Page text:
So there’s a weak anti-tumor response because there aren’t many T cells in the body that can respond to the normal self targets in the tumor. That’s not really a surprise, but it does raise the question, What if there were more of the T cells? To ask that question, Rizzuto et al. tried transferring more of these precursor T cells into tumor-bearing mice — starting at around the normal level for a precursor to non-self antigen, and going up from there — and then vaccinating with the appropriate target.

The effects were pretty dramatic. With no supplemental T cells (that is, with the natural, very low, level of T cell precursors) the mice all died of the tumor quickly. At the middle of the range, almost all of the mice rejected the tumor. And at the highest levels of transfers? The mice all died again. Having enough T cells to respond was protective, but putting in too many made them useless.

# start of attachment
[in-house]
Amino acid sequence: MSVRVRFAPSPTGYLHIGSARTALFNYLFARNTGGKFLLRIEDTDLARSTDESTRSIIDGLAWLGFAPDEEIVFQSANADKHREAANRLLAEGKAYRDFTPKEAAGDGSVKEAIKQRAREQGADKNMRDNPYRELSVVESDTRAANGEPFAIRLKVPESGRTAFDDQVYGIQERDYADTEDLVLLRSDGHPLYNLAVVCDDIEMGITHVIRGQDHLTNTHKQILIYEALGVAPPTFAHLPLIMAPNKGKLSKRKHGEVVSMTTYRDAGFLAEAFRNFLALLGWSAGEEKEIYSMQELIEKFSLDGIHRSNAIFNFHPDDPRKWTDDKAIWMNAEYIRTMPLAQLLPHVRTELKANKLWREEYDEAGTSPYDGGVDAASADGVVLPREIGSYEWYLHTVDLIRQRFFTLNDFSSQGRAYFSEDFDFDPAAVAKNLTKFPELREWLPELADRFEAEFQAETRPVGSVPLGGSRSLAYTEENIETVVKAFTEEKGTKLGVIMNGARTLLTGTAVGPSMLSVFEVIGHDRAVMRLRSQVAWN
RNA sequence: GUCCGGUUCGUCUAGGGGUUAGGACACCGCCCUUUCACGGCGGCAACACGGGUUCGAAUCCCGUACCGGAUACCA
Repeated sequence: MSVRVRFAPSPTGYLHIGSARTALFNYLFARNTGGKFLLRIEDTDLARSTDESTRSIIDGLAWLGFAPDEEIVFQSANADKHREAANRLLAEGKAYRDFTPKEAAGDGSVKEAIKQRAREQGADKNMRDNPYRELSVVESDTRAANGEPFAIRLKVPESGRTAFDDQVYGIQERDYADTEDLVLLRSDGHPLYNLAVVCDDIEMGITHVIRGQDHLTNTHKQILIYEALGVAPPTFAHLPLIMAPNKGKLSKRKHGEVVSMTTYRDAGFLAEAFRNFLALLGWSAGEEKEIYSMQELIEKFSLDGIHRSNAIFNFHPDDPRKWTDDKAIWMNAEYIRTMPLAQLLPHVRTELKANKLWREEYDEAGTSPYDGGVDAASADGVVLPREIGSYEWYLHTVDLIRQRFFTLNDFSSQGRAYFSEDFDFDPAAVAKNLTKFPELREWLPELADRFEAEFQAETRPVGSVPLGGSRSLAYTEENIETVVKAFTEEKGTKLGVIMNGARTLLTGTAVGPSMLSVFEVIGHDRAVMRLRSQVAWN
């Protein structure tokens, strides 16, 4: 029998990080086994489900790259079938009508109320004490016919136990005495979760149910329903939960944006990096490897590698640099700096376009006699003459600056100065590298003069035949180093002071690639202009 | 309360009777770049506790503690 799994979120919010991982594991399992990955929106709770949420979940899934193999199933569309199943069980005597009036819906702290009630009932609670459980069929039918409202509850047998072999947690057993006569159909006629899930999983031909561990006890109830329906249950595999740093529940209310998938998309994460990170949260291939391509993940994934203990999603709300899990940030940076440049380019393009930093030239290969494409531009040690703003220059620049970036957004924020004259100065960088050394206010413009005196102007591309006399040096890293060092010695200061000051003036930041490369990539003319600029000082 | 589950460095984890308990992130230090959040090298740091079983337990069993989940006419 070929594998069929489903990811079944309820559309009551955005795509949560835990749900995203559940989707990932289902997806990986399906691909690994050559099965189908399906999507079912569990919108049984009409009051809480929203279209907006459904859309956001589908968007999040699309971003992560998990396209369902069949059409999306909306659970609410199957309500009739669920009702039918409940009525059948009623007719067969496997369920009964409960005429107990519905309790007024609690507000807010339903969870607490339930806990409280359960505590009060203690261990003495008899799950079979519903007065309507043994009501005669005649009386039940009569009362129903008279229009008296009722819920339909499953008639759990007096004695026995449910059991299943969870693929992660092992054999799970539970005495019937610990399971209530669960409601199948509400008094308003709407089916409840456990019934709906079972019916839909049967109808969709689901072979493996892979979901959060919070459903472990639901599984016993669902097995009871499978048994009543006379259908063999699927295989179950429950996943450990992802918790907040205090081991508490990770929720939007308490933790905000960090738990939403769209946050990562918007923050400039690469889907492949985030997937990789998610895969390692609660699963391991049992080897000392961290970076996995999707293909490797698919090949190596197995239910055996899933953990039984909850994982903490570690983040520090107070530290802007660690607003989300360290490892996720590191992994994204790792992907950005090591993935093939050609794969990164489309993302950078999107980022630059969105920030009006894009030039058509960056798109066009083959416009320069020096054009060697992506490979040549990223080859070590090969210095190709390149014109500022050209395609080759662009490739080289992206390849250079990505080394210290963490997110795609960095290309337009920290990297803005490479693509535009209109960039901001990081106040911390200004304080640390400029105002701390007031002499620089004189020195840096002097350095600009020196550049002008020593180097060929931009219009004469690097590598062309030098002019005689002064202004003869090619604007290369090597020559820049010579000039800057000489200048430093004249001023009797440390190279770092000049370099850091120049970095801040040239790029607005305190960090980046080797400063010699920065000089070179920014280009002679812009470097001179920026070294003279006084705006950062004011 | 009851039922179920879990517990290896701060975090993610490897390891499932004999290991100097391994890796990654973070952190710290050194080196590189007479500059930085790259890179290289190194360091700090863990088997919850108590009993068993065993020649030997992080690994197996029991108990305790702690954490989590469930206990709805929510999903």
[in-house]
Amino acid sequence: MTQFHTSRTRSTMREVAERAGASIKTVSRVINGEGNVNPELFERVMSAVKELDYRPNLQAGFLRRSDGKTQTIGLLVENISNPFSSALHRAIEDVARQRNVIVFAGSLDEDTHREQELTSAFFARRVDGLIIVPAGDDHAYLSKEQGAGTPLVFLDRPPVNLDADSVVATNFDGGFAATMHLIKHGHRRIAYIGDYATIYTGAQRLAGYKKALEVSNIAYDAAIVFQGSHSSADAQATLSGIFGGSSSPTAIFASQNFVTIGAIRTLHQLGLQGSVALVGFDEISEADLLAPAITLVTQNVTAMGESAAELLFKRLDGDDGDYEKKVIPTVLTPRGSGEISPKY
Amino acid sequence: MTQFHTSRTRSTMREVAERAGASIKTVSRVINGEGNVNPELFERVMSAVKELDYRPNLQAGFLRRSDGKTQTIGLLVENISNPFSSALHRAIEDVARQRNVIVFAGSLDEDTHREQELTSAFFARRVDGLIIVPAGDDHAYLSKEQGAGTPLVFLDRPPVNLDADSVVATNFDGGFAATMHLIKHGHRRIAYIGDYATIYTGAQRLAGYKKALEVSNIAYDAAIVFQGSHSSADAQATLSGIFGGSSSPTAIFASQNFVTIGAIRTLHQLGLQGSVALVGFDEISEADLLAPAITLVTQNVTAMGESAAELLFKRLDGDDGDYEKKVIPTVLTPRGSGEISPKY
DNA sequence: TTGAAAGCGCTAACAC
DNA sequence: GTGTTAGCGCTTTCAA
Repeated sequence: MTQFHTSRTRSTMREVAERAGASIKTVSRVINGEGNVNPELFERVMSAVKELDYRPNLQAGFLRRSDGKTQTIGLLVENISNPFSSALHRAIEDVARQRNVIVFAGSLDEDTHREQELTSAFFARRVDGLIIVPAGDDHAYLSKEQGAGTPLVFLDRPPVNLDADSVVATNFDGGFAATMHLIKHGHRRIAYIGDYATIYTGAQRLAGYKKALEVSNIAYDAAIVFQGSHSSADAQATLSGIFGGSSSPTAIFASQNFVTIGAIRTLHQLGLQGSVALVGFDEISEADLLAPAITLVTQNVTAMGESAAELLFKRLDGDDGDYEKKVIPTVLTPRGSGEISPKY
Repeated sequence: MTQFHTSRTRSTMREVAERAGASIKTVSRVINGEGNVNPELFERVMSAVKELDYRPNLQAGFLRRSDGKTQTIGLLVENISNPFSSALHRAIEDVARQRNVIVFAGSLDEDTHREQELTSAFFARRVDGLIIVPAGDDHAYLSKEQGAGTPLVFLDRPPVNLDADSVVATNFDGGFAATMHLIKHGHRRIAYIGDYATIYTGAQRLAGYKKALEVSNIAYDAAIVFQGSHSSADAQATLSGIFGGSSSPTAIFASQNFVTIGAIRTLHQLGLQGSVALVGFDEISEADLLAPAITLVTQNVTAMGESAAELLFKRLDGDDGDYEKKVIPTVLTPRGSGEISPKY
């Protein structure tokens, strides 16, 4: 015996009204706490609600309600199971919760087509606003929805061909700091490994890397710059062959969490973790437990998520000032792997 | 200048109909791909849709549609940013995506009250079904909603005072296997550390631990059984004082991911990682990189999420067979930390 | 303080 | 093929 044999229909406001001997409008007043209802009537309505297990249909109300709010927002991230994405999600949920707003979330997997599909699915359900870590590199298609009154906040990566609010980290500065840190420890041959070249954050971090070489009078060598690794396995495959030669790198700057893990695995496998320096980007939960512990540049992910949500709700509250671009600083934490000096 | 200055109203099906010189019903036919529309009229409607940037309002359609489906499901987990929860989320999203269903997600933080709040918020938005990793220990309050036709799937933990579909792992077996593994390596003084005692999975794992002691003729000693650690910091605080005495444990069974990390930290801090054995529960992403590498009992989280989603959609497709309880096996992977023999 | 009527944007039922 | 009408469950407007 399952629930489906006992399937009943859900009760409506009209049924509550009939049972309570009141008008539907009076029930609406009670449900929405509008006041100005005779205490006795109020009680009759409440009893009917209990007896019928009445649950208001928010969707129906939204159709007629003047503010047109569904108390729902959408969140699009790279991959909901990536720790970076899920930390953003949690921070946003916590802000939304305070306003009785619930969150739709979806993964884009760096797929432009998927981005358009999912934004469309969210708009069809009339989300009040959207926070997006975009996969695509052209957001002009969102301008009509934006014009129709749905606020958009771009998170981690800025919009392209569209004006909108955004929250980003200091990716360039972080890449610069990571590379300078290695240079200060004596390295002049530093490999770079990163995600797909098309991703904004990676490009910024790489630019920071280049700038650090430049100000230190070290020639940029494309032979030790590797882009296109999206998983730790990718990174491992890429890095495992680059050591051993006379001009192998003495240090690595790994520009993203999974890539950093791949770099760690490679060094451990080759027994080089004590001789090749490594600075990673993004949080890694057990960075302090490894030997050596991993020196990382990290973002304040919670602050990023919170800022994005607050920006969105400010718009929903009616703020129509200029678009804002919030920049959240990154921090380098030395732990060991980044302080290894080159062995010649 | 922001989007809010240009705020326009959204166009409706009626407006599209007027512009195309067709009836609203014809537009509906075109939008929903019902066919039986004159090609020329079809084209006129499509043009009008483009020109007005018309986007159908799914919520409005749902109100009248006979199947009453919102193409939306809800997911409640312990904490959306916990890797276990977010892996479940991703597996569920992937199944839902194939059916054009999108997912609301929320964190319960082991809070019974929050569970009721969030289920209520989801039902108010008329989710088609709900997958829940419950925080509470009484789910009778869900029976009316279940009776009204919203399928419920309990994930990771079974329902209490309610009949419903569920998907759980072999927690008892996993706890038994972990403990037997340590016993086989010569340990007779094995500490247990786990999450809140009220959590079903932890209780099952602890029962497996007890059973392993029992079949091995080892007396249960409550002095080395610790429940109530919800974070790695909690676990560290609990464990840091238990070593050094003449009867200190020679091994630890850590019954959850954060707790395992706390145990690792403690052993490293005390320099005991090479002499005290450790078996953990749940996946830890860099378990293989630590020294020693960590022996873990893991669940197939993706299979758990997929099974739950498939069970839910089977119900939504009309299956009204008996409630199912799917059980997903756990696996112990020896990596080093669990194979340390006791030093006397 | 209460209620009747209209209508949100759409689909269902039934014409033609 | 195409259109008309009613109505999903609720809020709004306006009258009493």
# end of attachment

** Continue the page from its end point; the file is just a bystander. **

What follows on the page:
These results identify vaccine-specific CD8+ precursor frequency as a remarkably significant predictor of treatment and side-effect outcome. Paradoxically, above a certain threshold there is an inverse relationship between pmel-1 clonal frequency and vaccine-induced tumor rejection.2

Melanoma cell
Mouse melanoma cell

(My emphasis) This paradoxical effect is probably because the numerous T cells started to compete with each other so that none of them were properly activated; they only saw effective-looking polyfunctional T cells at the lower transfer levels.

In other words, if you’re going to transfer T cells to try to eliminate a tumor, more is not necessarily better. Quality and quantity are both important factors, and quantity helps determine quality.